A coordinated EU exit from the Energy Charter Treaty looks increasingly likely

By January 19, 2023 No Comments

The European Parliament recently passed a resolution (‘the Resolution’) “urg[ing] the European Commission to initiate immediately the process towards a coordinated exit of the EU from the Energy Charter Treaty and call[ing] on the Council to support such a proposal. This happened against the backdrop of numerous withdrawals from the Energy Charter Treaty (‘ECT’/’the Treaty’) announced by Member States in November. The resolution was passed only two days after the majority of ECT contracting parties did not support the proposed modernised version of the ECT which was aiming to ensure that the Treaty is compatible with the Paris Agreement on climate change (see also The Energy Charter Treaty in Light of the Climate Change Agenda).

Although not binding for the European Commission, the Resolution signals EU’s intention towards the ECT. Such a coordinated exit from the Treaty, however, has some short- and long-term implications as the ECT contains a sunset clause (Article 47) which would leave Member States liable under the Treaty for 20 years after the withdrawal takes effect. This means that there is a high risk for Member States to face investor-state dispute settlement (ISDS) arbitration, especially arbitration related to climate-change related issues, for a 20-year period after the withdrawal.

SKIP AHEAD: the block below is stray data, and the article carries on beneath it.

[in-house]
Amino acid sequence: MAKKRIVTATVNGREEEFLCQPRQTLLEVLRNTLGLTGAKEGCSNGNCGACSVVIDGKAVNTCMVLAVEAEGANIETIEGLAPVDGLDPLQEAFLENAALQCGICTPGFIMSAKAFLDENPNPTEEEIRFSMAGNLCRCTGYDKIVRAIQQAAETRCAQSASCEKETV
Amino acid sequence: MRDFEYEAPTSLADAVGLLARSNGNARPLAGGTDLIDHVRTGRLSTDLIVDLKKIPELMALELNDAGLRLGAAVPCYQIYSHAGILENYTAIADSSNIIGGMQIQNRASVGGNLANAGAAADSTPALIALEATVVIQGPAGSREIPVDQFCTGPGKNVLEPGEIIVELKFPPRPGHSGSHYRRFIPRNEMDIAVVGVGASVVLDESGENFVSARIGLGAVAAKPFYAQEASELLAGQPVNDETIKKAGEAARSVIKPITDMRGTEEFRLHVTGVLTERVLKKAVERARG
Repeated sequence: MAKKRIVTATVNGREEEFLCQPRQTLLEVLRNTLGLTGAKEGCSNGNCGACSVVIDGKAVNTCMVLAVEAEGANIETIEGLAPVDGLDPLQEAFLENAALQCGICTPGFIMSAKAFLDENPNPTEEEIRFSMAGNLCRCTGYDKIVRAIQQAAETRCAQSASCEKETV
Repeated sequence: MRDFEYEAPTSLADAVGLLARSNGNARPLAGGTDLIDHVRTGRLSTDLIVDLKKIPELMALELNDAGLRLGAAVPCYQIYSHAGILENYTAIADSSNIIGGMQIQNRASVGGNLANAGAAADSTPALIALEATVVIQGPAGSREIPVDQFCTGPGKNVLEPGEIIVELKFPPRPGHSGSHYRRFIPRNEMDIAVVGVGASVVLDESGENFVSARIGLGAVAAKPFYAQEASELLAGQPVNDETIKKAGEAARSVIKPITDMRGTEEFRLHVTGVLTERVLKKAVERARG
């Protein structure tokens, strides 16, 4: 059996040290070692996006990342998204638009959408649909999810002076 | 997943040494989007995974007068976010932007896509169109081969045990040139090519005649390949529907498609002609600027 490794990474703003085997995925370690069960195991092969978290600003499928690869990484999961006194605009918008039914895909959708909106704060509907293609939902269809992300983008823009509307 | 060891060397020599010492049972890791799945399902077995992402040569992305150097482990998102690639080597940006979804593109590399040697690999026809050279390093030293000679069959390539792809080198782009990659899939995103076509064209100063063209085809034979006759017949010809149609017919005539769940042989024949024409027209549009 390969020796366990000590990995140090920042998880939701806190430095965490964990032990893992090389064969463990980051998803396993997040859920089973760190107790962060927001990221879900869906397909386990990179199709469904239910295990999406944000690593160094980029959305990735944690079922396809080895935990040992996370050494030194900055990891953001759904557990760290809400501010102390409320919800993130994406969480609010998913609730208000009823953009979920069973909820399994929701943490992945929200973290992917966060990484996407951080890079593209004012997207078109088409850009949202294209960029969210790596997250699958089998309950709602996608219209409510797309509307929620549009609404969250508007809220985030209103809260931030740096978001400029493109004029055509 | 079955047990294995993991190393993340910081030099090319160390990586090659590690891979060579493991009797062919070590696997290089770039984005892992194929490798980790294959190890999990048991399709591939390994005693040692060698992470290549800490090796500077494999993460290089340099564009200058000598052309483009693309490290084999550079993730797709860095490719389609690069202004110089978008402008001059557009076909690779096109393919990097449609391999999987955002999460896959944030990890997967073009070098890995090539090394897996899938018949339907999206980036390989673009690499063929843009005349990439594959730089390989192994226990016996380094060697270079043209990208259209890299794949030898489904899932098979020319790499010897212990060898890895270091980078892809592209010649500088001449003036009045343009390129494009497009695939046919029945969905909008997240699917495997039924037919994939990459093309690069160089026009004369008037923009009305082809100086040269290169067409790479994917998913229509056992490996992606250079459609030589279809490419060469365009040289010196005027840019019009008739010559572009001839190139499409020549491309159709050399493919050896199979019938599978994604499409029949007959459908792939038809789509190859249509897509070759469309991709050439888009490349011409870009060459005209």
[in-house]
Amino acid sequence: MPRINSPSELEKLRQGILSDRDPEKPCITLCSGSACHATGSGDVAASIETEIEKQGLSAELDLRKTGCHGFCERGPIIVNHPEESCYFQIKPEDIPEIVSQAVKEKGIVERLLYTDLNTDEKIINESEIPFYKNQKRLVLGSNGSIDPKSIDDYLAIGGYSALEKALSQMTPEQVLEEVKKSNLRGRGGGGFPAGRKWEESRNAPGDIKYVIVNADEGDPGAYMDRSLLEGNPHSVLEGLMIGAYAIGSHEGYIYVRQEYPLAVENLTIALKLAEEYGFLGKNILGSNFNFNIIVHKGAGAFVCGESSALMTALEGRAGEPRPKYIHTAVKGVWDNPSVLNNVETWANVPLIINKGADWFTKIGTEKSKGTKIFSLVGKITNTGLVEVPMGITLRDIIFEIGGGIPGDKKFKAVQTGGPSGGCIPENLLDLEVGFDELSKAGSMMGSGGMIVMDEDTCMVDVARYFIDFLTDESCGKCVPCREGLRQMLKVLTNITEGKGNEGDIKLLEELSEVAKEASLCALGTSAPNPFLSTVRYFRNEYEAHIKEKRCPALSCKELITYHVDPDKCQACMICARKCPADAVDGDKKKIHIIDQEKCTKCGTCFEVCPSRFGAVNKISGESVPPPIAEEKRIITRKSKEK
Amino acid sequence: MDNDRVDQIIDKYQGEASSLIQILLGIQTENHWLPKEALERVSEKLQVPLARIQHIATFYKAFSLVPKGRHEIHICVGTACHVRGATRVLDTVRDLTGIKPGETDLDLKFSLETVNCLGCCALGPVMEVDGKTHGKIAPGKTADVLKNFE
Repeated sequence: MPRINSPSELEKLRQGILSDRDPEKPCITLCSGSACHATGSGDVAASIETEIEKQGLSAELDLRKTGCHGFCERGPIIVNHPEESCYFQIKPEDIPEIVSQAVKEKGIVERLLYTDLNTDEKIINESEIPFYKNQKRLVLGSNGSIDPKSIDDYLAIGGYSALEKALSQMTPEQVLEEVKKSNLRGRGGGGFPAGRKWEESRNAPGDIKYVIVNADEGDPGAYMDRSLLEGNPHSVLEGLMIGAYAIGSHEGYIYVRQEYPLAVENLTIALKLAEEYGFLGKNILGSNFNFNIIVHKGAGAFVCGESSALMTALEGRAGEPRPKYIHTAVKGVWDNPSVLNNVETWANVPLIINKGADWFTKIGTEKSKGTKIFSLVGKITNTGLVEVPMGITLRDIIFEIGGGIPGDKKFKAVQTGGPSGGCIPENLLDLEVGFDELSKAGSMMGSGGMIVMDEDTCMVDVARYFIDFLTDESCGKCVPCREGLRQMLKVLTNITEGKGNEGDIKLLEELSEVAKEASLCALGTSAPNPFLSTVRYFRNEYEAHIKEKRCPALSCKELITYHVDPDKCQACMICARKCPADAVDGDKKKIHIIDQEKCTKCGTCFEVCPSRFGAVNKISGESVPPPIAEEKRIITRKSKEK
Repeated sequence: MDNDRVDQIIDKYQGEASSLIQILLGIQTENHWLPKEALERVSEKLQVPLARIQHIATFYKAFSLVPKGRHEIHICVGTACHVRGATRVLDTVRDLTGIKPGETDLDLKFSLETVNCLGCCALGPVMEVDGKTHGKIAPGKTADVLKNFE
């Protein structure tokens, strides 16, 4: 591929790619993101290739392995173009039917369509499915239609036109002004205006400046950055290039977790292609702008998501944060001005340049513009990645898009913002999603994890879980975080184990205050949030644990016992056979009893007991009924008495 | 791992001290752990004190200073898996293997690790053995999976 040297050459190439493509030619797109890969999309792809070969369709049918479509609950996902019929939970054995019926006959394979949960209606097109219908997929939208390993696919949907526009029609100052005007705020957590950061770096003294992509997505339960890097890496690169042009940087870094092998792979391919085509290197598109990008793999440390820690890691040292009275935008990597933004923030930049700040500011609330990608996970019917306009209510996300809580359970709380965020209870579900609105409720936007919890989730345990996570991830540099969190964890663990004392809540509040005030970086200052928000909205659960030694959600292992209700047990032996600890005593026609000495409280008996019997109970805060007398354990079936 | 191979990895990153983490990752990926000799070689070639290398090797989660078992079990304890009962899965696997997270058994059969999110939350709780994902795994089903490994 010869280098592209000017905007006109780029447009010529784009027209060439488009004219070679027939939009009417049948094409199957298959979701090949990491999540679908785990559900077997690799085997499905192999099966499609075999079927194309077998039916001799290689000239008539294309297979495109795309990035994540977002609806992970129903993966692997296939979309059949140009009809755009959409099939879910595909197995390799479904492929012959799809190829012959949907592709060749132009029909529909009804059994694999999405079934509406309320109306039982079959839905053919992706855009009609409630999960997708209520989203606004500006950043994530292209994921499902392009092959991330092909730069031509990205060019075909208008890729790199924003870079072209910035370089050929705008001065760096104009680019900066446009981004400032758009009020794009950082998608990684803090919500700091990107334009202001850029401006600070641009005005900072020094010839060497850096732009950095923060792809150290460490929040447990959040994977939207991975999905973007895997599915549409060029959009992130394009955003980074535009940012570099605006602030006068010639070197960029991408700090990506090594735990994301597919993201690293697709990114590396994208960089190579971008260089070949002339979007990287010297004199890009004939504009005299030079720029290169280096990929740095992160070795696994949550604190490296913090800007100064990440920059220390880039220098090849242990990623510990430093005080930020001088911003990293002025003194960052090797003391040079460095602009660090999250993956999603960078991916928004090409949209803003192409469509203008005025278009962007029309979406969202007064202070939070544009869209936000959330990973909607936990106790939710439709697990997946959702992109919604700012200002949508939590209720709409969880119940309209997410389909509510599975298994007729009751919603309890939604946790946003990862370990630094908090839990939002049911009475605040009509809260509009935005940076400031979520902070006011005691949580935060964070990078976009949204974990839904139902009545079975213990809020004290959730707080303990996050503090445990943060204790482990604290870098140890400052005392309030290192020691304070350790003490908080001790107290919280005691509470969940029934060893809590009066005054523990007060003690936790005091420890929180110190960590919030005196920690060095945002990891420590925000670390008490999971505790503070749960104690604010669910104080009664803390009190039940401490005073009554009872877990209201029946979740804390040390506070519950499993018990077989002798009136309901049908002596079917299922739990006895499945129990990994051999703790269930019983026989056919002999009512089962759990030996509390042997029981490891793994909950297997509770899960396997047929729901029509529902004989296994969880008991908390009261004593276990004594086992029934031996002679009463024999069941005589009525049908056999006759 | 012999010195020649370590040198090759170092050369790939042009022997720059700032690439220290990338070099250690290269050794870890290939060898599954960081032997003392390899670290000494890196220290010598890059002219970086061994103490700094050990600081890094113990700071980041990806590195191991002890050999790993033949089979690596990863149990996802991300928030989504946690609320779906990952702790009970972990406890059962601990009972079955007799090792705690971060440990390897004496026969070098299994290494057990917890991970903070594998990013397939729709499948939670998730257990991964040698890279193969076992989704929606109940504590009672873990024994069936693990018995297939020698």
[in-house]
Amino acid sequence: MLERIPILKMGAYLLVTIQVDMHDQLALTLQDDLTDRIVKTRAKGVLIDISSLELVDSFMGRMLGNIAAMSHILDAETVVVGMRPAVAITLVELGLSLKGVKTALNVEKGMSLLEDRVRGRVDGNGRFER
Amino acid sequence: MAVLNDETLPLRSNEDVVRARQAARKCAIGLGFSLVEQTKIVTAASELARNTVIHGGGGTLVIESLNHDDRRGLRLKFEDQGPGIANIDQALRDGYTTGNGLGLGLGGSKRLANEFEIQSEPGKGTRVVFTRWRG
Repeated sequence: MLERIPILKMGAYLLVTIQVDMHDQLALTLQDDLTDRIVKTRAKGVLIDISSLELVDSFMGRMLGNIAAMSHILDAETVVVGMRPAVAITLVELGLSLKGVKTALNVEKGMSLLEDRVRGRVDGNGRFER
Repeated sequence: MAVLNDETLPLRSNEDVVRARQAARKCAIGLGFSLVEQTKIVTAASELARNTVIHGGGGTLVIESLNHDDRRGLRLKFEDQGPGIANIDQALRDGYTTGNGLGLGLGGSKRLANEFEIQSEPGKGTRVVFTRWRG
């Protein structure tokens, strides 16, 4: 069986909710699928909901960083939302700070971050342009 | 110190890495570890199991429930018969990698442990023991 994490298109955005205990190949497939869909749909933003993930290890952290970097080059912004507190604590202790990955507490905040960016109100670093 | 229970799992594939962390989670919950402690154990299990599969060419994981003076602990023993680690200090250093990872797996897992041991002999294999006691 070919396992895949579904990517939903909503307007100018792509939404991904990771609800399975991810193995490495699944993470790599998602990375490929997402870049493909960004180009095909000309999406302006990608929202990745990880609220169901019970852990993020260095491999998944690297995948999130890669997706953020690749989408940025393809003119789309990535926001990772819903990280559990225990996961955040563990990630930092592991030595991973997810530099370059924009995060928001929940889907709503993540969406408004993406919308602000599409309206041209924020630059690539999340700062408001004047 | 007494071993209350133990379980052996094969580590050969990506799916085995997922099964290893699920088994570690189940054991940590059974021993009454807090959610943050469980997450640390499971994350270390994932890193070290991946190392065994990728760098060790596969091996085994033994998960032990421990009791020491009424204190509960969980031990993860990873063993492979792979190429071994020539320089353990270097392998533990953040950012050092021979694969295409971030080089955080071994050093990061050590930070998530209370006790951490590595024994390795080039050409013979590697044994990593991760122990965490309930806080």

The Resolution stressed the importance of the sunset clause, confirming that the European Commission had prepared a draft inter se agreement. Its aim is to clarify that the ECT and its sunset clause do not, and never did, apply in an intra-EU context. In practice, such an agreement would mean that investor protection under the ECT would cease following the withdrawal on the territories of willing contracting parties which sign up for it. It is unclear, however, how the neutralization of the sunset clause which is theoretically possible would materialize and in what ways it would be interpreted by arbitral tribunals.

As the European Parliament’s Resolution is recent, developments on the matter have still not unfolded. The remaining question is whether and/or when the European Commission will start the withdrawal process. Even if this happens, the Council of the EU will need to formally approve it.